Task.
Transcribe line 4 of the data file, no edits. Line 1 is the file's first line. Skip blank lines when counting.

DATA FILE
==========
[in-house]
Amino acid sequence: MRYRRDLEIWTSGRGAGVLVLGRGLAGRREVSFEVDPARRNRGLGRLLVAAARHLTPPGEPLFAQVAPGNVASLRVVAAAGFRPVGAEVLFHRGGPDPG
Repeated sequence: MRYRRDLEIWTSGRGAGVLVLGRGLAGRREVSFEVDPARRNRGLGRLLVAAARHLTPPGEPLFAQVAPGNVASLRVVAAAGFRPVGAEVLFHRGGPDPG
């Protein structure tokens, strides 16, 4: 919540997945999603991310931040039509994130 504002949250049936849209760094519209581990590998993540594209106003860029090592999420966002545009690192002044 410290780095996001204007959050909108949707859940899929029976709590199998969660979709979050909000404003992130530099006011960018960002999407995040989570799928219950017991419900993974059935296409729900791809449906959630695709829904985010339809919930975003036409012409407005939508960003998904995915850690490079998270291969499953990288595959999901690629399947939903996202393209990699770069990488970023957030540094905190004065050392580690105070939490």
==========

């Protein structure tokens, strides 16, 4: 919540997945999603991310931040039509994130 504002949250049936849209760094519209581990590998993540594209106003860029090592999420966002545009690192002044 410290780095996001204007959050909108949707859940899929029976709590199998969660979709979050909000404003992130530099006011960018960002999407995040989570799928219950017991419900993974059935296409729900791809449906959630695709829904985010339809919930975003036409012409407005939508960003998904995915850690490079998270291969499953990288595959999901690629399947939903996202393209990699770069990488970023957030540094905190004065050392580690105070939490």